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Between revolutions Karel Teige: L'Enfant Terrible of the Czech Modernist Avant-Garde by Eric Dluhosch and Rostislav Svacha. MIT Press, 1999. 420pp. £29.95

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review

Karel Teige was a seminal figure in the development of the Modern Movement in Europe: the politically engaged artist-agitator. His graphic design, picture poems and collages from the late 1920s and 1930s moved effortlessly between Constructivism and Surrealism, the twin revolutionary ideologies of the time. Greatly influenced by Soviet Constructivism and its followers, including Mart Stam, Hans Wittwer and Hannes Meyer, Teige translated their articles for Stavba and his own review ReD (see right). His photomontage poster, 'Study at the Bauhaus', looks more like an invitation to a jam session than a course in committed design.

Teige's attack on the monumental formalism of Le Corbusier's Mundaneum project in a 1929 issue of Stavba prompted the elegant reply, 'In Defence of Architecture'. With the benefit of hindsight, a synthesis of the two positions might seem the answer; though most would give the verdict to Le Corbusier on points. What remains hard to understand, given Teige's poetic imagination and the beauty of his graphic work, is the doctrinaire functionalist line of his polemic. Yet his key assertion that architects should create 'instruments' rather than monuments surely remains valid.

The Stalinist regime that took control after the war bore little resemblance to the socialism Teige had campaigned for; his radical credentials only marginalised him the more. As the first major work in English, then, this book is welcome, even at almost half-a-century after Teige's death. Clearly this was an extraordinary man.

Seemingly aware of mit Press' ability to douse any revolutionary spark with buckets of academicism, co-author Eric Dluhosch says: 'The aim was to produce ... a kind of multi-theme tapestry, in which all aspects of Teige's accomplishments are composed into a rich and tightly interwoven intellectual (as well as pictorial) pattern.' Weighing in at 1.85 kilos, complete with introduction by Kenneth Frampton, it is worth the effort to pick up for the insight into this neglected body of work.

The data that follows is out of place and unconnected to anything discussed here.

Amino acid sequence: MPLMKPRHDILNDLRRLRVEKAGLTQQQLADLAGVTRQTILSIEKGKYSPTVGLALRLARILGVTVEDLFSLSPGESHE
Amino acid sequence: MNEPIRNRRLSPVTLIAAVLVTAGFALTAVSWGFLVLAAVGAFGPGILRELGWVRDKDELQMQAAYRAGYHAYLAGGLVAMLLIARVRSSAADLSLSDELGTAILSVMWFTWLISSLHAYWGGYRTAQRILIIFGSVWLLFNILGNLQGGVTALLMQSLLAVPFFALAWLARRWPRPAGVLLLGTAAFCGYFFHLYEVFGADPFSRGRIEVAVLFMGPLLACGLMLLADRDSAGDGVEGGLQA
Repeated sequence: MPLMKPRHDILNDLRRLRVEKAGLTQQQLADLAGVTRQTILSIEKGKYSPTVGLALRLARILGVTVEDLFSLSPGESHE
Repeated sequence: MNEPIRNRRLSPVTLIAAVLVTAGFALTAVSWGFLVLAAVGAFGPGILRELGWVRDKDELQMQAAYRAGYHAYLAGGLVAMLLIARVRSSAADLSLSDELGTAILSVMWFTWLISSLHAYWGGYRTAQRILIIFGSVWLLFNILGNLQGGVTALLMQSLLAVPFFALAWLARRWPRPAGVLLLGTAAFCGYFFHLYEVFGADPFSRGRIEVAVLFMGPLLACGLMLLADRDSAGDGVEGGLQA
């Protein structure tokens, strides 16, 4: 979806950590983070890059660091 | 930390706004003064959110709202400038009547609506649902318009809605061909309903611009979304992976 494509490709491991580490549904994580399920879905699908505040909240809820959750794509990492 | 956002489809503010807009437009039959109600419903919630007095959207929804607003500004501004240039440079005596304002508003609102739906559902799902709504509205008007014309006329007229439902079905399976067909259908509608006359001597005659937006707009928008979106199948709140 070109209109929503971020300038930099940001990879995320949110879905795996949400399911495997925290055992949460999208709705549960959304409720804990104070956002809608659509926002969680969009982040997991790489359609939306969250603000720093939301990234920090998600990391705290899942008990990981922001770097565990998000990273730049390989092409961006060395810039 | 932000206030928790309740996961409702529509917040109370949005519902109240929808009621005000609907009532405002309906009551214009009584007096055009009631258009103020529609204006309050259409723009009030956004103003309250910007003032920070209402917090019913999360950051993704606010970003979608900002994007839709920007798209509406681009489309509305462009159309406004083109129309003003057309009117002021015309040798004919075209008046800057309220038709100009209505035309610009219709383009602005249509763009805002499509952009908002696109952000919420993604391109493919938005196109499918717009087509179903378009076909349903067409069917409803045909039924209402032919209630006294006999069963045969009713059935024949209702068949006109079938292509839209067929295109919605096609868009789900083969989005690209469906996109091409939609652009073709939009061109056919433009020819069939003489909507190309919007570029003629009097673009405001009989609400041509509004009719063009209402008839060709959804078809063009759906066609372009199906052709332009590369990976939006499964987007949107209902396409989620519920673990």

Chapter eight, 'Teige's minimum dwelling as a critique of modern architecture', is especially interesting: his observations on Le Corbusier's work in this field are razor sharp. Teige's own apartment, with its bilateral arrangement of individual rooms and single beds was seen as part of the sexual equality that would form part of the new socialist lifestyle.

Teige's concluding thoughts, on a restored balance between human beings and nature through the merging of technical culture with the poetic idea, is illustrated by his retelling of the landscape painter Tao-Be, who disappeared into his own mural. This seems to prefigure current ecological concerns - though, for me, disturbing images of the Teletubbies keep bobbing to the surface.

Far more disturbing, for all the talk of Surrealism and 'oneiric pictures', are the later collages featuring cut-up female nudes. Seen en masse they suggest something more like a morbid breast fixation, and remind me of Shelly Duvall's immortal line to the Woody Allen character in Annie Hall - that sex with him was 'a truly Kafka-esque experience'.

In spite of all the material, and with a meagre eight pages of colour, this is in the end a very dull tapestry. Its poor pastiche of Constructivist typography on the cover distances it still further from the spirit of its subject.

David Wild is an architect in London

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